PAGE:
What is dementia?

Dementia is a gradual loss of mental functions such as the ability to think, remember, reason, and plan. Dementia is not a disease, but a group of symptoms that can have various causes. As dementia gets worse, the person loses the ability to perform daily tasks. Behavior and personality also change.

Symptoms of dementia often go unrecognized as such because they may be regarded as the normal result of aging. It is important to know that there are differences between the signs of normal aging and dementia. In normal aging memory loss is slow, not sudden. It may involve things like forgetting names, phone numbers, or where objects are. Chances are that such symptoms are signs of normal aging rather than dementia if there has been no decline in intelligence or problem-solving skills and if there is no history of a physical, brain, or mental disorder that can cause thinking problems,

Contact your health care provider if you are unsure whether symptoms are due to normal aging or to another cause.

How does it occur?

The most common cause of dementia is Alzheimer's disease. Strokes, sometimes in the form of many small strokes you may not be aware of having, also can cause dementia. Other conditions that can cause dementia include:

  • Huntington's disease
  • multiple sclerosis
  • vascular disease
  • Pick's Disease
  • Creutzfeldt-Jakob disease
  • Parkinson's disease
  • Lewy body disease (a disorder similar to Alzheimer's)
  • alcoholism or drug abuse
  • AIDS.

Medicines or untreated depression may cause symptoms that look like dementia.

Damaged brain cells that can no longer store or work with information in the normal way cause the symptoms of dementia. As the disease causing the dementia progresses, more brain functions are lost.

What are the symptoms?

Many symptoms are possible. At the beginning of dementia, symptoms may be mild. However, as time passes, people may have more of the following symptoms:

  • memory problems (difficulty remembering recent events; difficulty remembering people, places, times, and dates)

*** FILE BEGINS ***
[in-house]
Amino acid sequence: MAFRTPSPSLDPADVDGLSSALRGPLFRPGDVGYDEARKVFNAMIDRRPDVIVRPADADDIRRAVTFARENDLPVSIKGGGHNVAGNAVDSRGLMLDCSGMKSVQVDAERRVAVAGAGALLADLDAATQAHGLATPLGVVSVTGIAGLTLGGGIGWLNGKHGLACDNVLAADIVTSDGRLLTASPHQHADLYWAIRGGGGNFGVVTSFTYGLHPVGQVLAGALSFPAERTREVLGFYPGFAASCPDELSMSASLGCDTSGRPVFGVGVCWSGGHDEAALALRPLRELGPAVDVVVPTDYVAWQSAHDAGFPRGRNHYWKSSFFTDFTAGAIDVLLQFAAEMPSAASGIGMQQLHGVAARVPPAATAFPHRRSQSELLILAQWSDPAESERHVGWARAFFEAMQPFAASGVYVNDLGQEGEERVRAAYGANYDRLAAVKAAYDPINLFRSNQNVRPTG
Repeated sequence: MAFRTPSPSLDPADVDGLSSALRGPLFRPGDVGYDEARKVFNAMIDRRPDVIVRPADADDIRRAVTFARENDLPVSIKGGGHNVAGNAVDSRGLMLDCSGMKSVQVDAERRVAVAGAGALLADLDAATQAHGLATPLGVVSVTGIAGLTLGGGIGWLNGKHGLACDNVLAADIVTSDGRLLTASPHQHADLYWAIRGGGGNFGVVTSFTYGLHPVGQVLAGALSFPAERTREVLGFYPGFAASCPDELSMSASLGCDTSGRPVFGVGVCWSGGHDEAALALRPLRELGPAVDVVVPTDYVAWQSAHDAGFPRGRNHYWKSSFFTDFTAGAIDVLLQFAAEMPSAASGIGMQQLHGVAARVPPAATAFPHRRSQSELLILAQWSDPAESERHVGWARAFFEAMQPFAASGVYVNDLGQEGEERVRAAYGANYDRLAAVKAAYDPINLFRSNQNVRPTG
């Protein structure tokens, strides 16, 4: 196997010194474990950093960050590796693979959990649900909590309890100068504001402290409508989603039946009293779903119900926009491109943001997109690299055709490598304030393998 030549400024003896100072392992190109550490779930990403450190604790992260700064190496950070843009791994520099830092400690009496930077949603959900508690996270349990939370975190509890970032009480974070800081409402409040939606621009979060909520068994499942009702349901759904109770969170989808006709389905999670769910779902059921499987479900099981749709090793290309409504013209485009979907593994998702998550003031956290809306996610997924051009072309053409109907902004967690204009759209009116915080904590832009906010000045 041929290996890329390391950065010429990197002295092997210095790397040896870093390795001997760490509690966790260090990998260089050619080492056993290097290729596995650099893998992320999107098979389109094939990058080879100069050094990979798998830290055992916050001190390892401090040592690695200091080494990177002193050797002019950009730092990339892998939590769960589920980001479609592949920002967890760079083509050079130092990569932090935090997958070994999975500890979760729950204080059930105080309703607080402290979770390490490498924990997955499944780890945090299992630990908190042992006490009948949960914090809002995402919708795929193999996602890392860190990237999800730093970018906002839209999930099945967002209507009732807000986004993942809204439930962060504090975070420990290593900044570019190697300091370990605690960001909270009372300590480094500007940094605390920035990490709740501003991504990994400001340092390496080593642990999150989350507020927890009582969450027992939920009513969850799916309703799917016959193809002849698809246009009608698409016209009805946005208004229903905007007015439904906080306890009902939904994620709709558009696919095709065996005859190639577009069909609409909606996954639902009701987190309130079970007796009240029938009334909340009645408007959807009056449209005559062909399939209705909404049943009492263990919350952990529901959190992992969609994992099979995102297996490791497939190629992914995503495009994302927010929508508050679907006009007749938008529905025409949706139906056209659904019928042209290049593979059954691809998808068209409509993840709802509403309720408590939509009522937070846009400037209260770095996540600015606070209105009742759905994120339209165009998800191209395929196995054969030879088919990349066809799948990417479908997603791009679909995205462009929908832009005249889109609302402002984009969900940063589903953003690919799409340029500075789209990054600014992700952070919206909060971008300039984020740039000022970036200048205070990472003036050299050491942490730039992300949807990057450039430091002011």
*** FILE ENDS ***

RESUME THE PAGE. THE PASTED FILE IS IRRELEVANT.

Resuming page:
• impaired judgment and difficulty understanding the results of their actions
  • decline in intellectual ability (for example, not being able to figure out the correct order to put clothing on when getting dressed)
  • inability to follow instructions or stay with a task (problems paying bills, fixing meals, shopping, taking medicines)
  • lack of emotions (lack of interest in what is going on around them, less participation in activities previously enjoyed, withdrawal from people)
  • loss of interest in food and less concern about looking neat and being clean
  • irritability and a tendency to overreact (may strike out unpredictably)
  • tendency to wander away from home, getting lost, rummaging about the house, not sleeping at night
  • suspiciousness (for example, believing that someone is taking money or belongings or that family members are impostors).

As the disease grows worse, more problems with control of the body occur. The person may:

  • be unable to control bowel or bladder
  • be unsteady while walking, leading to falls and the eventual inability to walk
  • forget how to eat or have trouble chewing and swallowing
  • have a hard time speaking and thinking of the right words and eventually become unable to speak.
How is it diagnosed?

A health care provider may diagnose dementia when he or she is told about the person's symptoms. Family members or friends need to tell the provider how long the person has had symptoms and whether they began suddenly or came on gradually.